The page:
In just under one month, many Americans will head to the polls to decide who will be the next president of our country. It’s kind of a big deal. So big, in fact, that I think it requires voters to take a little extra time to consider their decision before they fill in the bubbles on a ballot (or punch holes or tap a screen … however your state rolls).
There are many important issues in this election that both candidates have strong stances on. None of them are arbitrary, random ideas someone decided to believe. The candidates probably sat down with members of their parties and campaign staff to decide the best way to handle them by taking many things into consideration.
Both Gov. Mitt Romney and President Barack Obama have taken the time to research the issues and what is important to the American people to decide their platforms. Voters owe it to the candidates to do the same when it comes to deciding how to vote.
There are people out there who consistently vote for one party or the other simply because of their stance on a single issue or a few of the current hot topics in America. I believe this kind of voting does the United States a great disservice. An elected official’s job is not just to work with one or two specific issues, but to handle a myriad of problems and policies to make sure the American people are being served by their government in the best possible way.
Before you vote, I think you have a responsibility to your country and fellow citizens to do your research. You may wholeheartedly agree with a particular candidate on one issue, but when you look closer, some of their other policies may seem questionable. You are not voting on a specific bill – you are voting for the highest office in our land. Remember that. Examine the campaign websites of each candidate and do even further research. Read newspaper articles from multiple sources about candidates and listen to your friends’ and family members’ opinions. What’s amazing about the United States today is that we have the freedom to engage in political discourse in many different ways — in print, online and in person. Take advantage of that when you are making your decision for whom to vote.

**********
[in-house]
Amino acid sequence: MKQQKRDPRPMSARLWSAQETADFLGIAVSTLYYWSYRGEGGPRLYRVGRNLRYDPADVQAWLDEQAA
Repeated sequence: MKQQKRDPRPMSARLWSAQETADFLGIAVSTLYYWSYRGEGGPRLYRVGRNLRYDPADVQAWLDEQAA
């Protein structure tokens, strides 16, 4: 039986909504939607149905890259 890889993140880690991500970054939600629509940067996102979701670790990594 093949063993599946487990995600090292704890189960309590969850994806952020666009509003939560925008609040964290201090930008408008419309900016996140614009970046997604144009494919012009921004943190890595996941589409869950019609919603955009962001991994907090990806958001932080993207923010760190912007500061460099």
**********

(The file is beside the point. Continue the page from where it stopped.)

And do not forget about local issues. Yes, Nov. 6 is the date of the presidential election, but many local offices and issues will also be on your ballot. No matter which state you vote in, don’t forget about them. Blur party lines and vote for the people you most agree with to serve you and your fellow citizens, not just every candidate from a particular party simply because they are part of that party.
There are also many people who say neither Romney nor Obama is fit to be the president. These people are completely entitled to that opinion, but it’s pretty much a guarantee that, come November, one or the other will be voted into office. Some people may wish to withhold their vote because they do not think either should be elected, and some people may have completely legitimate reasons to do so. However, if these people were to really examine each candidate, they may find that one seems more qualified than the other to run our country. It would make much more sense to cast a vote for that individual in order to take a step toward electing the most able president.
I highly encourage all of you who are 18 or older to first make sure you are registered to vote and second, to take some time to do a little research about what and whom you will be voting for in four weeks. You already have a newspaper in your hands or a news website open. You might as well spend a little more time reading today.